KELLER: Those are obviously bodies displayed in a public area as an object lesson.
BERGEN: Three men, tortured, executed. Their bodies paraded through a dusty town before a large public gathering.
Another video speaks of the peril facing the Pakistani army in the tribal regions. It's a Taliban raid planned and executed with precision, targeting a Pakistani army outpost.
Attacks like these led to truce agreements in 2005 and 2006. The Pakistani government promised it would scale back military operations if tribal leaders would give up Taliban and al Qaeda fighters.
UNIDENTIFIED MALE: I do not think that the deal that we signed with them has helped the extremists and the terrorists, not at all.
KELLER: I believe the Pakistani government kept up their end of the deal, but on the other end, it hasn't been very successful.
UNIDENTIFIED MALE: On a daily basis, about 200,000 people cross the Pakistan/Afghan border. And it becomes very difficult to discern who is a fighter, who is just going to meet family. There would be -- I would agree, there would be some people crossing the Pakistan/Afghan border and probably Taliban and maybe al Qaeda. But what you need to realize, that 90 percent of the problem is in Afghanistan.
BERGEN (on camera): The bottom line is these peace deals are -- seemed to have empowered al Qaeda or empowered the Taliban?
KELLER: I would say, it's given them a free hand. I mean it was successful in one measure in that attacks against the Pakistani military went down dramatically after the signing of the peace deal. But the question is, at what cost?
BERGEN: Well, I think we know that the cost is pretty high for U.S. and NATO troops on the other side, right?
KELLER: Yes. To use a medical analogy, it's like quitting a course of antibiotics too soon. You just leave a reservoir of infection even stronger to come back after you.
BERGEN (voice-over): The Taliban in their black turbines, gun- toting Mullahs in camouflage. (UNINTELLIGIBLE) jihadis training, launching deadly attacks.
Graphic evidence that al Qaeda and their allies and the Taliban have largely survived the West's furious assaults, and that what didn't kill them has only made them stronger.
COOPER: Joining us now with more on al Qaeda, CNN's Terrorism Analyst Peter Bergen.
Peter, what do you make of this "L.A. Times" report that al Qaeda's command base is now being funded from money coming out of Iraq? Where does al Qaeda in Iraq get all of the money from?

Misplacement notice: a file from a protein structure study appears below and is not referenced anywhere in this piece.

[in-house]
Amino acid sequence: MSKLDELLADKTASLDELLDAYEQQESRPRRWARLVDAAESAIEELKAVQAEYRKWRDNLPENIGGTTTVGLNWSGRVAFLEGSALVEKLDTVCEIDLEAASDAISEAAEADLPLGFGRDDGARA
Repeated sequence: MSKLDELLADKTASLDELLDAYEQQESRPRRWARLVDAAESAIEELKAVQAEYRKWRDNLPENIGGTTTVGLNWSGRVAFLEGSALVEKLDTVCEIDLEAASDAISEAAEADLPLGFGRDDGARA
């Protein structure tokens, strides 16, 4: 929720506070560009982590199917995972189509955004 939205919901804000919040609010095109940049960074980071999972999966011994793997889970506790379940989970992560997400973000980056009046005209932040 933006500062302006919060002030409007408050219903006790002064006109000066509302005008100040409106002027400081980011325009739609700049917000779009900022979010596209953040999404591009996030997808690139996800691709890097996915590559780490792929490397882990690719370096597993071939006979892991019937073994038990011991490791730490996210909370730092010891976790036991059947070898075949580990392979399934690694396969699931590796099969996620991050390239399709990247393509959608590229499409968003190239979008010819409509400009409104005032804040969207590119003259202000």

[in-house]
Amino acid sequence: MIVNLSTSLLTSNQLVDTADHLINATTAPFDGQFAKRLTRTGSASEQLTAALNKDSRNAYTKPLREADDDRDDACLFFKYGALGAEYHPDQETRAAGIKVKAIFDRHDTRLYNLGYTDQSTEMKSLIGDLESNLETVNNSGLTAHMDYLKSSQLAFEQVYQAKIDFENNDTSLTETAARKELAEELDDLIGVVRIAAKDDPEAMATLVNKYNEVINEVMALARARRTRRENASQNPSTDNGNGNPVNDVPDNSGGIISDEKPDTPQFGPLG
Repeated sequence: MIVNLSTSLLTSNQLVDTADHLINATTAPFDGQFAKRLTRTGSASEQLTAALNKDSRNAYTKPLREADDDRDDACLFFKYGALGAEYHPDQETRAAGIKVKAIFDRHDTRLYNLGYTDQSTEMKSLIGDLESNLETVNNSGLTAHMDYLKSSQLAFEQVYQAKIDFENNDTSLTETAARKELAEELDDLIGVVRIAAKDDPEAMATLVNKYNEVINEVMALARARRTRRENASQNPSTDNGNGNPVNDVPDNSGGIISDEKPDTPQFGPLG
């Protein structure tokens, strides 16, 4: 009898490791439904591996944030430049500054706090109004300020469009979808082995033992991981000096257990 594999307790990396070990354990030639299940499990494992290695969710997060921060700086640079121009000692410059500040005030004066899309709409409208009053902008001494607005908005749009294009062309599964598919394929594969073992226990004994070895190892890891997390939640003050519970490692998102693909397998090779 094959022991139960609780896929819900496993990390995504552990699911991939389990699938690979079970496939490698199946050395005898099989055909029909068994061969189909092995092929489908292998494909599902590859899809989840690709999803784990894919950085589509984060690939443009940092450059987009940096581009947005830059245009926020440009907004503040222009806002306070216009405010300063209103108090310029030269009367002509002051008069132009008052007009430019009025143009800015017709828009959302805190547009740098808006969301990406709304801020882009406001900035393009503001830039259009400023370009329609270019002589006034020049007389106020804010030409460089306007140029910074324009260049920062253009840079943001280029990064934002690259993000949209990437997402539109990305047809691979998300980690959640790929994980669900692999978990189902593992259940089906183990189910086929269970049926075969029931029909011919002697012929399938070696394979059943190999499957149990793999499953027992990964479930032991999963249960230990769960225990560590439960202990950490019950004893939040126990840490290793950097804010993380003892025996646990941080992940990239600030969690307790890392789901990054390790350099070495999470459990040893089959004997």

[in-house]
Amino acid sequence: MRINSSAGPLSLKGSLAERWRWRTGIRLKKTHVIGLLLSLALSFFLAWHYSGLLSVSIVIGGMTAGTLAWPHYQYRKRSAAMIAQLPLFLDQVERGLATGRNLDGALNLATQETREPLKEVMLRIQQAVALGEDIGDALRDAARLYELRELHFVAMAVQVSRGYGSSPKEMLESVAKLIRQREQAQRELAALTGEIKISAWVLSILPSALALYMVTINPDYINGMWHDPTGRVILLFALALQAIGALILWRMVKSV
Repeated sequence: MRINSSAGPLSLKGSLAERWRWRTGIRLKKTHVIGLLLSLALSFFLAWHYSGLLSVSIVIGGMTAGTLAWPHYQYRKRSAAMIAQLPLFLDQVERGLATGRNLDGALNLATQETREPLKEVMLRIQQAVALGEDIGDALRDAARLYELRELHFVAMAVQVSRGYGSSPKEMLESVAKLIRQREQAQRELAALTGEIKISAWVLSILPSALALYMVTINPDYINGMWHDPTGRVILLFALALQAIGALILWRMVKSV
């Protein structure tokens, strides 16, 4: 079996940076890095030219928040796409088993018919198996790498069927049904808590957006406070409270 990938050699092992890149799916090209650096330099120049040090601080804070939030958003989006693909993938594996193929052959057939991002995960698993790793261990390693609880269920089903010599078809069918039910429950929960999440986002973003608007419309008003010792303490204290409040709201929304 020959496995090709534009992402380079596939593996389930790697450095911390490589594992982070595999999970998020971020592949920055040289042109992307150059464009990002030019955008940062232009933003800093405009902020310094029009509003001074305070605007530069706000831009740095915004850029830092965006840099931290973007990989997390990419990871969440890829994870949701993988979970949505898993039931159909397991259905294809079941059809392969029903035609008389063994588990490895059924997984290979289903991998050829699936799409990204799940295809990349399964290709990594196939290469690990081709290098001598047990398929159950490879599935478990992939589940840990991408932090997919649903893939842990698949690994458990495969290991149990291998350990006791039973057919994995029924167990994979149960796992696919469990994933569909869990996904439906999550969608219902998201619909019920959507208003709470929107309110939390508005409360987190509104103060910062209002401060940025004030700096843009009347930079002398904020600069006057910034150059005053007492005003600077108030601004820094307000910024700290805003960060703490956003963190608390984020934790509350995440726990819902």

BERGEN (on camera): Well, from a combination of things -- kidnappings -- I mean, we're hearing about kidnappings, which are netting $20 million for particular kinds of high-value targets. Certain European countries willing to pay high ransoms. Also, of course, oil smuggling -- 0.01 percent of the entire oil revenues of Iraq would still be a lot of money. And common criminal activity.
So, it turns out that al Qaeda in Iraq is rather well-funded because of its criminal activities.
We saw in 2005, you may remember, Anderson, that Ayman al- Zawahiri wrote Abu Musab al-Zarqawi, at that time the leader of al Qaeda in Iraq, basically saying, hey, can you send us $100,000.
It's not clear if Zarqawi ever sent the money to al Qaeda central, but clearly al Qaeda central on the Afghan-Pakistan border, feeling the squeeze financially and looking to the place where it seems to be that there is money.
COOPER: And is it known how the money gets from Iraq to an al Qaeda base in areas in Pakistan or Afghanistan?
BERGEN: I've got to assume the only way it could go, to go there is via courier.
We have seen senior leadership from al Qaeda actually traveling to Iraq. We know that because one of them got killed there. A guy who escaped from Bagram Air Force Base in Afghanistan, then traveled to Iraq, got killed there in 2006.
Recently, the Pentagon announced that it had a senior al Qaeda leader in custody in Guantanamo, who was on his way to Iraq.
So clearly, there are people going from the Afghan/Pakistan border to Iraq. When -- we've also got to presume that some of them are able to come back.
COOPER: There's also this perception of bin Laden as this multimillionaire who's self-financed. Why does al Qaeda leadership need outside money?
BERGEN: Well, I think bin Laden was quite important financially at the beginning of this. But one thing is that this kind of warfare doesn't require a lot of money.